While the rest of Hawai’i grew up, the island of Molokai grew roots. Roads are few and generally empty. The island clings to tradition. Its small population prefers to live by raising crops, catching fish and adhering to the old ways. Molokai isn’t merely a lovely island; it’s the only island for those who want to experience something besides commercial luaus, fancy shops, big resorts and the company of tourists. Instead, discover serenity, empty beaches and untamed outdoor beauty. In short, you’ll experience a place where you can look inward as much as outward. You will also find the Hawaiian culture, which is woven into the fabric of everyday life. Though Molokai isn’t sophisticated when it comes to tourism, it offers a wide range of places to stay and things to do.
For a small island – 40 miles long and 10 miles wide – Molokai possesses awesome natural wonders. Bring enough film for such ancient sites as the enormous temple platform called ‘Ili’ili’opae Heiau and the 58 rock wall fishponds that line the island’s South Shore. The South Shore is sheltered by the largest reef system in the United States.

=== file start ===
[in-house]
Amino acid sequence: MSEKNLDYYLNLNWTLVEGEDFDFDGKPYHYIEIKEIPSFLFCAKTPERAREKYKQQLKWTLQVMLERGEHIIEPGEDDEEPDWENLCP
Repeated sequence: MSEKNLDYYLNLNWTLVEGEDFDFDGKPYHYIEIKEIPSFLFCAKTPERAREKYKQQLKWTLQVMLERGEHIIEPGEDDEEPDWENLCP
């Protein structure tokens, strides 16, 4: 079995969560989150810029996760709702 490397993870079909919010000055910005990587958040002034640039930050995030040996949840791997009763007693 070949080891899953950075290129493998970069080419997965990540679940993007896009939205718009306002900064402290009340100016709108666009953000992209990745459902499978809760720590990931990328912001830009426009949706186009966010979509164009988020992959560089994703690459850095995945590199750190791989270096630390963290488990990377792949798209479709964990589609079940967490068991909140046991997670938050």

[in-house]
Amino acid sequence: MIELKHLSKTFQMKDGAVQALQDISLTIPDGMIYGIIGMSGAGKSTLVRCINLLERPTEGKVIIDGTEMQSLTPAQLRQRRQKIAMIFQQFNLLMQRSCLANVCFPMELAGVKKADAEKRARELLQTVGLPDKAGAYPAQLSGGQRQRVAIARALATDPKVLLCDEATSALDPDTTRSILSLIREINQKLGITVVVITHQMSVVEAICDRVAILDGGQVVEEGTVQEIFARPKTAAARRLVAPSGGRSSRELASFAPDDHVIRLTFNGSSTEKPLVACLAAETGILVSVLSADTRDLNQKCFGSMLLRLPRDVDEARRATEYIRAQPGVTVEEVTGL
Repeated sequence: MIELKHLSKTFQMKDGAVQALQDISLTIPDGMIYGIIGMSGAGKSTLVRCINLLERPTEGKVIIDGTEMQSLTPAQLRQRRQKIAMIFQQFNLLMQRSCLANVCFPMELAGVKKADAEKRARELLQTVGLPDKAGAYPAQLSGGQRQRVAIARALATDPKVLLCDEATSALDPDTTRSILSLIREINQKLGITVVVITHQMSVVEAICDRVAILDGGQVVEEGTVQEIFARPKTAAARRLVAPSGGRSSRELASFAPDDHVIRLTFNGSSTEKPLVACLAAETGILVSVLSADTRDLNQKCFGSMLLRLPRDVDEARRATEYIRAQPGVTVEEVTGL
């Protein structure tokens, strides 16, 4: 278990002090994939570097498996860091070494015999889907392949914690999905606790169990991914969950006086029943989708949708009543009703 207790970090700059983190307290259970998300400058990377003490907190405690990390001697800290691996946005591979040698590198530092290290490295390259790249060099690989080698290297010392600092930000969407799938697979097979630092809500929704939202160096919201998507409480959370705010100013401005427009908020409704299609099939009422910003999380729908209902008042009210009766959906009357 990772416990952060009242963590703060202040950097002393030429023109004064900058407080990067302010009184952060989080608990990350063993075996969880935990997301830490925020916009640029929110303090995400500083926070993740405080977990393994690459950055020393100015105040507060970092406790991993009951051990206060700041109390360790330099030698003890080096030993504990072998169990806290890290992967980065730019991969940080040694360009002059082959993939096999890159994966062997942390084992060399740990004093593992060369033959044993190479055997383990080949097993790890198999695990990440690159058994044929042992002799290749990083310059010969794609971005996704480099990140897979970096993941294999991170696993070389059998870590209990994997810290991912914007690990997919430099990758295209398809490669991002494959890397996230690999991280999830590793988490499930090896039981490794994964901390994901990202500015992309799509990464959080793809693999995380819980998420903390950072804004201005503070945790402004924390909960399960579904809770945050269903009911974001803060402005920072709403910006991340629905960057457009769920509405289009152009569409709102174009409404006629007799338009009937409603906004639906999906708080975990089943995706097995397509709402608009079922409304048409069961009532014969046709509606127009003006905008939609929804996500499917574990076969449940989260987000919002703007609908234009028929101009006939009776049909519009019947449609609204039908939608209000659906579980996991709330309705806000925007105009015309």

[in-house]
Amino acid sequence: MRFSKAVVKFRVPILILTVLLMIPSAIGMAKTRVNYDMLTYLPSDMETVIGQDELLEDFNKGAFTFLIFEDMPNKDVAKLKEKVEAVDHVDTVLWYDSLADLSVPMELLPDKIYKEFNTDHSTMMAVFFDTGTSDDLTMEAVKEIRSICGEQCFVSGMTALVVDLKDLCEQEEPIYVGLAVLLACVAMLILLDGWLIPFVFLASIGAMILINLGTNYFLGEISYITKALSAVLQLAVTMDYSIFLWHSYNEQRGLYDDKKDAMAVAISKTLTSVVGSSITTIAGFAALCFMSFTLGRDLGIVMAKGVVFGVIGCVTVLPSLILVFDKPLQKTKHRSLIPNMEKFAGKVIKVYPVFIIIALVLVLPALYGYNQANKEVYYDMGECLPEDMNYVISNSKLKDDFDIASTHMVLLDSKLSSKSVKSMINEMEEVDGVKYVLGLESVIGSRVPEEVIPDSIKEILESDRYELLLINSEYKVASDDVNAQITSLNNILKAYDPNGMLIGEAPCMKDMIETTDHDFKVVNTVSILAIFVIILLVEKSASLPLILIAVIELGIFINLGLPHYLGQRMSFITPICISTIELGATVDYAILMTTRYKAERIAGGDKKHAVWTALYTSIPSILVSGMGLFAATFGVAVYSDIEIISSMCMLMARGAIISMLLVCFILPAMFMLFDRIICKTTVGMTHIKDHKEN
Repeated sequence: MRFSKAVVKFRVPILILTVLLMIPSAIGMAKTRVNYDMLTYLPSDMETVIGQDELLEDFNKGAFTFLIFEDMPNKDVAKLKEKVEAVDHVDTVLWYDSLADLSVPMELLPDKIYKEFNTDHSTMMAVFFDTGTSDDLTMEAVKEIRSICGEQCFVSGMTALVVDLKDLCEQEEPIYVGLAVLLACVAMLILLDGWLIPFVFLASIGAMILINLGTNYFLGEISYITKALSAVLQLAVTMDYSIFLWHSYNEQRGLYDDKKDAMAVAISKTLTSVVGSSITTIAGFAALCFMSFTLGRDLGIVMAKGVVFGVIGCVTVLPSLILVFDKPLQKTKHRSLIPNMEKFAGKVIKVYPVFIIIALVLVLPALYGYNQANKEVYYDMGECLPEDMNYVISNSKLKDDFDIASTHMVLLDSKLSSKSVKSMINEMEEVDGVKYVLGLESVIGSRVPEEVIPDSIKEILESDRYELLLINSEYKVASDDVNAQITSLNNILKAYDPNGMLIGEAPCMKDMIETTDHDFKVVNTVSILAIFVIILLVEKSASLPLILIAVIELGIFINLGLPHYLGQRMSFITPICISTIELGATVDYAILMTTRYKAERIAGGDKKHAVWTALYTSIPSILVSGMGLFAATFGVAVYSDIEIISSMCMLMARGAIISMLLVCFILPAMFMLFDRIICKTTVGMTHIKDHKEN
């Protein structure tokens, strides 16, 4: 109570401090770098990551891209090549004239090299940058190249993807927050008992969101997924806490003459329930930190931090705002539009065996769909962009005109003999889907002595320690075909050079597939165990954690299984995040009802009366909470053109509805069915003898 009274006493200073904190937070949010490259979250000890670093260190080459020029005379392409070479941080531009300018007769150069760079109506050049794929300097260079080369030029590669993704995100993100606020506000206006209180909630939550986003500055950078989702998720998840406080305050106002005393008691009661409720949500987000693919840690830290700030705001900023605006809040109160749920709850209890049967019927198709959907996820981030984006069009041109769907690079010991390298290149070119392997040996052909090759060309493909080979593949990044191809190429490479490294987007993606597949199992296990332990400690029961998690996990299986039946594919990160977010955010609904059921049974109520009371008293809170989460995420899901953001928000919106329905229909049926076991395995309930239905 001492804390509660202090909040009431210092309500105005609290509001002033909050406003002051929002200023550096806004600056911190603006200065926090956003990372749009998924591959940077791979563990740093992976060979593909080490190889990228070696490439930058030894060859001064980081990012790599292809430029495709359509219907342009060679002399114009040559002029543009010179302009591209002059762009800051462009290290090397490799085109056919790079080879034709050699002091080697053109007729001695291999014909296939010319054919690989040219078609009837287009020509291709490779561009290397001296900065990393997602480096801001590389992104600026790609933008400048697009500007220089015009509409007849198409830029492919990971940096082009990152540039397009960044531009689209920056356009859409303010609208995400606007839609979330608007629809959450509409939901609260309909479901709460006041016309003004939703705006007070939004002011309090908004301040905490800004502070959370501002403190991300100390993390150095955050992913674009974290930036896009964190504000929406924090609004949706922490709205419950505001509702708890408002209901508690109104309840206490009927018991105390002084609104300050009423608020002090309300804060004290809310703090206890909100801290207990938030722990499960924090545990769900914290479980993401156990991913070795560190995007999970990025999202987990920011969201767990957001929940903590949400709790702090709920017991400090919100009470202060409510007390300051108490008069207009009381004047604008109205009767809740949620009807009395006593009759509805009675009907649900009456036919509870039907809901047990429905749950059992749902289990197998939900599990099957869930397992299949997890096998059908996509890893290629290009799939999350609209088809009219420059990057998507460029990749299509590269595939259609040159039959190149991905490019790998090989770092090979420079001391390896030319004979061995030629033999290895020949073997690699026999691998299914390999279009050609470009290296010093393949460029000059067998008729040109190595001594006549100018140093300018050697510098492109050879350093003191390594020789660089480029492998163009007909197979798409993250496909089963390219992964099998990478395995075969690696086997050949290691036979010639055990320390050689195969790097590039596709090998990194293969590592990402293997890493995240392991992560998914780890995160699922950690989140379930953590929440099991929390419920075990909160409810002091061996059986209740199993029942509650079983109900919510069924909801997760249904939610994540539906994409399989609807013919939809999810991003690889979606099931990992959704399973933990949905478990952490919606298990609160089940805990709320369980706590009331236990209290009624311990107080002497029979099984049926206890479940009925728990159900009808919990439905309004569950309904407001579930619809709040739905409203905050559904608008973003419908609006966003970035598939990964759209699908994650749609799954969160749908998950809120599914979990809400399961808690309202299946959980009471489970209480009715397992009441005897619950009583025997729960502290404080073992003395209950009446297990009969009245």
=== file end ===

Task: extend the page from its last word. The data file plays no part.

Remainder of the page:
Molokai also contains areas of unspoiled wilderness. Kamakou Preserve is a mountain forest that’s home to endangered native plants and rare birds.
Along the North Shore, the world’s tallest sea cliffs plunge over 3.000 feet to the crashing surf below.
Western Molokai boasts some of the largest and least visited beaches in the state. The Sheraton Molokai Lodge and Beach Village on the West End is the nearest Molokai gets to a resort area. Get back to nature on the island of Molokai.